• The Badia or ancient cathedral of St. Romulus, built in 1028 by Bishop Jacopo Bavaro with materials taken from several older edifices, at the foot of the hill on which Fiesole stands, supposed to cover the site of the martyrdom of St. Romulus; it contains notable sculptures by Mino da Fiesole. The old cathedral became a Benedictine abbey, which passed into the hands of the Canons Regular of the Lateran. It once possessed a valuable library, long since dispersed. The abbey was closed in 1778.
  • The room in the bishop's palace where Carmelite bishop St. Andrew Corsini lived and died.
  • The little church of the Primerana in the cathedral square, where the same saint was warned by Our Lady of his approaching death. Built in 996 and further expanded in medieval times, has maintained the Gothic presbytery from that period. It received a new façade in the late 16th century, with graffito decoration by Ludovico Buti. The interior, on a single hall, has a 13th-century panel portraying Madonna with Child. In the transept are two marble bas-reliefs by Francesco da Sangallo, and a terracotta from Andrea della Robbia's workshop.
  • The church of S. Alessandro, with the shrine of St. Alexander, bishop and martyr.
  • The monastery of S. Francesco on the crest of the hill, with the cells of St. Bernardine of Siena and seven Franciscan Beati.
  • San Girolamo, the home of Venerable Carlo dei Conti Guidi, founder of the Hieronymites of Fiesole (1360).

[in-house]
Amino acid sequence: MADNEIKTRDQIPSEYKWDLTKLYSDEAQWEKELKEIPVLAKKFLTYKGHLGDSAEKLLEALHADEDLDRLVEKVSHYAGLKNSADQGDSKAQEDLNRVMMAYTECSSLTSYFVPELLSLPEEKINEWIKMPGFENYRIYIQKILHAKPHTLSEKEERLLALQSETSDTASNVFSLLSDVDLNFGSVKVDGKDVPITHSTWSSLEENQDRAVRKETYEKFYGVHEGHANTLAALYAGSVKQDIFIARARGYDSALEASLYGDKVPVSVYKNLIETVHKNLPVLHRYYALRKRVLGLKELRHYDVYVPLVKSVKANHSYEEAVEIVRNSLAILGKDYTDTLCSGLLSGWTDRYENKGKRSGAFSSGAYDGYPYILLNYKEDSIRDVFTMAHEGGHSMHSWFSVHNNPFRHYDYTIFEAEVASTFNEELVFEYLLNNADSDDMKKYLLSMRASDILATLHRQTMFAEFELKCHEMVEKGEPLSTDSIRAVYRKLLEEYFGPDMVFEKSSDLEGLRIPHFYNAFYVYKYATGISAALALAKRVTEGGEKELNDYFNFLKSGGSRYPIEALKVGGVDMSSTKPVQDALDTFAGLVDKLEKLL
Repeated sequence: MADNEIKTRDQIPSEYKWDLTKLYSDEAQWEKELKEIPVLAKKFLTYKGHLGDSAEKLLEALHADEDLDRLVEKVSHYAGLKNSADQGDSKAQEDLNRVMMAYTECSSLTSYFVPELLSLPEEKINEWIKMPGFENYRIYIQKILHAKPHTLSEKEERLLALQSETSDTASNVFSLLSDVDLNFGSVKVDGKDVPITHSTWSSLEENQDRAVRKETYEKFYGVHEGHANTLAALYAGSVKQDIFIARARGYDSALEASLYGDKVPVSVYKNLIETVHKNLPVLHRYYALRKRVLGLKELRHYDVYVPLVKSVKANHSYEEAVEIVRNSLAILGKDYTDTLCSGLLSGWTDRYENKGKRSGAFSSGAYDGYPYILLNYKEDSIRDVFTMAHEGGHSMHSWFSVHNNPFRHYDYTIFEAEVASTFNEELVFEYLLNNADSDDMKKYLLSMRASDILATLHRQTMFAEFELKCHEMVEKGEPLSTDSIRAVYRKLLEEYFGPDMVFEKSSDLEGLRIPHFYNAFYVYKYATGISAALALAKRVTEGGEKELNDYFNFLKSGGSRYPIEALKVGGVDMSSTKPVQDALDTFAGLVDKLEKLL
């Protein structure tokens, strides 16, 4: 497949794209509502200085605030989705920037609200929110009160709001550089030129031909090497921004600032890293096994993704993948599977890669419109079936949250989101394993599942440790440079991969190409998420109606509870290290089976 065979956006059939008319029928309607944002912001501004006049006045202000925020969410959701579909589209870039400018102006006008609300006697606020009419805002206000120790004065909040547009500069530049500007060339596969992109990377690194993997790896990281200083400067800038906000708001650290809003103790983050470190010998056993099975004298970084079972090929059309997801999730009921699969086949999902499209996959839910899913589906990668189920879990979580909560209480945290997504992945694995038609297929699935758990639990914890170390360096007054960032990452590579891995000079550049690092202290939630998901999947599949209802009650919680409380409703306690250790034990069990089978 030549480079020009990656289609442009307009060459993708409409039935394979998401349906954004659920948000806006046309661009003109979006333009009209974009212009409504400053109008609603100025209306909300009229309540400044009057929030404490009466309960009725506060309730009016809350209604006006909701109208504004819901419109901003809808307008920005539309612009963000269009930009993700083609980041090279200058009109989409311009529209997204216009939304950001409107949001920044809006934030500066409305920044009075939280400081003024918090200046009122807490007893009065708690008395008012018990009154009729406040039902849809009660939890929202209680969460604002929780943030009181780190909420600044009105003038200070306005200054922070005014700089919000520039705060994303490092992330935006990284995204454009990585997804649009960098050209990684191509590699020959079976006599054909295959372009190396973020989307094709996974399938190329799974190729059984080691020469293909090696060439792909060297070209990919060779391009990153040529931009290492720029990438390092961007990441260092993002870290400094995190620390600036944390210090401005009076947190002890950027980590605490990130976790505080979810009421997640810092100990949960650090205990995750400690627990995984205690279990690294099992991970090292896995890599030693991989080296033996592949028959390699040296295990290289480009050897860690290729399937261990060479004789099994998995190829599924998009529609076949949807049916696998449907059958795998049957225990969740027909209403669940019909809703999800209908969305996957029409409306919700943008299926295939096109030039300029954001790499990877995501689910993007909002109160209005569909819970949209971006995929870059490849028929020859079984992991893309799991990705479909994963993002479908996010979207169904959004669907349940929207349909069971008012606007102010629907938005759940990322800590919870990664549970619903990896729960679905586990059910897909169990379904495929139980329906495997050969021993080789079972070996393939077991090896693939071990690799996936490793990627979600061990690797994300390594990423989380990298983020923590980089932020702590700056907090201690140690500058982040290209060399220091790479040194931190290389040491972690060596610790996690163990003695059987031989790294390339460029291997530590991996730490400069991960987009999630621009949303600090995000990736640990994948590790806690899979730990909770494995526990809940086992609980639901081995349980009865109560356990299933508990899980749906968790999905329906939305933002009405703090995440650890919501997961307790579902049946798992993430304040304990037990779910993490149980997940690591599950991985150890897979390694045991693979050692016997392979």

• San Domenico, the novice-home of Fra Angelico and of St. Antoninus of Florence.
  • Fontanelle, a villa near S. Domenico, where St. Aloysius came to live in the hot summer months, when a page at the court of Grand Duke Francesco de' Medici.
  • Villa Medici in Fiesole.
  • Villa Le Balze
  • Villa Palmieri
  • Villa Schifanoia.
  • Fonte Lucente, where a miraculous crucifix is greatly revered.
  • Castello di Vincigliata

In the neighbourhood are:

  • Monte Senario, the cradle of the Servite Order, where its seven holy founders lived in great austerity and were cheered at their death by the songs of angels
  • S. Martino di Mensola, with the body of St. Andrew, an Irish saint, still incorrupt.

Famous residents[edit]

See also[edit]

References[edit]

  1. ^ Dictionary of Greek and Roman Biography and Mythology, William Smith, Editor.
  2. ^ Gaius Mallius was a colonist of Fiesole who, according to Sallust (Bellum Catilinae 24.2), was the first to raise an army and take the field against Rome. His nomen is often confused with the more common Manlius.
  3. ^ Radagaisus was executed 23 August 406 (Herwig Wolfram, Thomas J. Dunlap, tr., History of the Goths, 1988:169); Paulinus of Nola attributed the victory of Stilicho over Radagaisus's Ostrogoths near Fiesole, to the protection of Felix, Peter, Paul and other saints.
  4. ^ Dante in Love, A.N. Wilson, p. 71 (Farrar, Straus and Giroux: 2011)
  5. ^ Nocita, Teresa. "Giovanni Boccaccio: Tuscan mythologies". In Italo Pantani. Pathways through Literature. Internet Culturale. Retrieved 2012-01-12. 
  6. ^ Gertrude Stein, The Autobiography of Alice B. Toklas, New York City: The Bodeley Head, Reprint: London: Penguin Classic, 2001, p. 96

External links[edit]